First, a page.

There Is Hope for Menopause Weight Gain

Even though it may seem like a lost cause, there are some steps you can take that will make a difference in perimenopause or menopause weight gain. As you may have guessed, those steps are all about getting your hormones optimized. By that I mean getting your thyroid, insulin, and estradiol to levels that aren't too high or too low but they're just right.

Optimal hormone levels are not the same as "normal" hormone levels. Normal levels are usually age-adjusted. They're the same as the levels of every other woman in menopause who is also feeling frustrated by weight gain, overwhelmed by hot flashes, and is snapping at her husband and kids. Optimal hormone levels are the ones that eliminate all your menopause symptoms and reduce your long-term health risks at the same time.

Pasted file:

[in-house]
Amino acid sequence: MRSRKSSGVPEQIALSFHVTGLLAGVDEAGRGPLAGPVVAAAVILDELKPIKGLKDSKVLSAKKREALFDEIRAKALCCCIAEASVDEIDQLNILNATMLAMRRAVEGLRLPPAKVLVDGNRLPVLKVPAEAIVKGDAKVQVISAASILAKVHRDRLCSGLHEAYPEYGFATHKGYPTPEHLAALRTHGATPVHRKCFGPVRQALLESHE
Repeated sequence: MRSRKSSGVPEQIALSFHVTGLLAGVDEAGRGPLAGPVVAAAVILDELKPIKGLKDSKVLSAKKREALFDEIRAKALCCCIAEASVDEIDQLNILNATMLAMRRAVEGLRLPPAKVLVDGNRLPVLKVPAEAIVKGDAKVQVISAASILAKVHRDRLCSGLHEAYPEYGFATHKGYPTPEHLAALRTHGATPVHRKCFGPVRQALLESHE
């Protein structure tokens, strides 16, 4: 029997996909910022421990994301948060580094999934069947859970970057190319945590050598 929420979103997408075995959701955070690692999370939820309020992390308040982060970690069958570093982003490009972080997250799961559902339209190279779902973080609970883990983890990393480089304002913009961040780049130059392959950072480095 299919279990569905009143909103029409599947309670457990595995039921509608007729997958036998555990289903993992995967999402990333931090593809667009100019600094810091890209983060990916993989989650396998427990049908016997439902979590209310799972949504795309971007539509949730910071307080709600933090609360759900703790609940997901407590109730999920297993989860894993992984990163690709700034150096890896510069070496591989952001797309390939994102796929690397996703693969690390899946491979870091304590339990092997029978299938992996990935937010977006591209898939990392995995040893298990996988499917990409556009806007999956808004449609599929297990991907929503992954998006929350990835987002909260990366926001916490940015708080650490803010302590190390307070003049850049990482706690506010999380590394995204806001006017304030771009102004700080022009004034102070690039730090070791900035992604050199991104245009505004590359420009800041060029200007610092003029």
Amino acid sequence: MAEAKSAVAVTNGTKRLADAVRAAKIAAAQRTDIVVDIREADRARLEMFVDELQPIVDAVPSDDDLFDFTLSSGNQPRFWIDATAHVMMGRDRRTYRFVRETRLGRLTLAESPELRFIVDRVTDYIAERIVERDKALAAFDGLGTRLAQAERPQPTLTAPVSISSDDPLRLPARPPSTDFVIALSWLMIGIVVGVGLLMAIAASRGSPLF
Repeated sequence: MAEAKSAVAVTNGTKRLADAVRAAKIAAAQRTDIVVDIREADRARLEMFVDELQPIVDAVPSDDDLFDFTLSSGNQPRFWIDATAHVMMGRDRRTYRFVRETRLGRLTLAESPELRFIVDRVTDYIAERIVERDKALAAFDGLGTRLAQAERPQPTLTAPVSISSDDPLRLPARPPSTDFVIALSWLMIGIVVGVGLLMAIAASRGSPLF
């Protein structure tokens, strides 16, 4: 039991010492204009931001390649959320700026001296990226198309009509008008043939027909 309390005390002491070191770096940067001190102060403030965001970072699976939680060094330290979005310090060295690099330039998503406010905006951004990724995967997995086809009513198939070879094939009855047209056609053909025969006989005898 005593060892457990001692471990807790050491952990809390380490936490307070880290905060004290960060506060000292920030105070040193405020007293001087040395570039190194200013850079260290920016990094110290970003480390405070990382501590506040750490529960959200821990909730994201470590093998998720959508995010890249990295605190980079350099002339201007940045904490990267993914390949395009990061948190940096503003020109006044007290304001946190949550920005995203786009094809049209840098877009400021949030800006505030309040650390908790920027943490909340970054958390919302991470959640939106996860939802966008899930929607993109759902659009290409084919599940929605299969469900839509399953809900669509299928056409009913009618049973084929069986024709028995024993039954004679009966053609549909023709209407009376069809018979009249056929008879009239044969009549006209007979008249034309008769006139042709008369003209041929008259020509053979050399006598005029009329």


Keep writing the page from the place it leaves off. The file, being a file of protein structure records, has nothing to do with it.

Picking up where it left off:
Step 1

The first step in getting your hormones optimized and working toward losing that menopause weight is to request a referral to a hormone optimization specialist. I know lots of physicians, nurse practitioners, and physicians' assistants, all over the US who know how to help you get optimal hormone levels. Click this link to go to my patient referral page and I'll check for a provider near you. I can't guarantee anything, but I'll give it a go.

Step 2

The second step is to actually get your thyroid, insulin, and estradiol optimized.

That looks like your provider checking your thyroid levels and getting them up to where they need to be. Thyroid comes in 2 forms, T3 and T4. Some doctors don't pay attention to both and that's a mistake. Make sure your provider checks and adjusts both.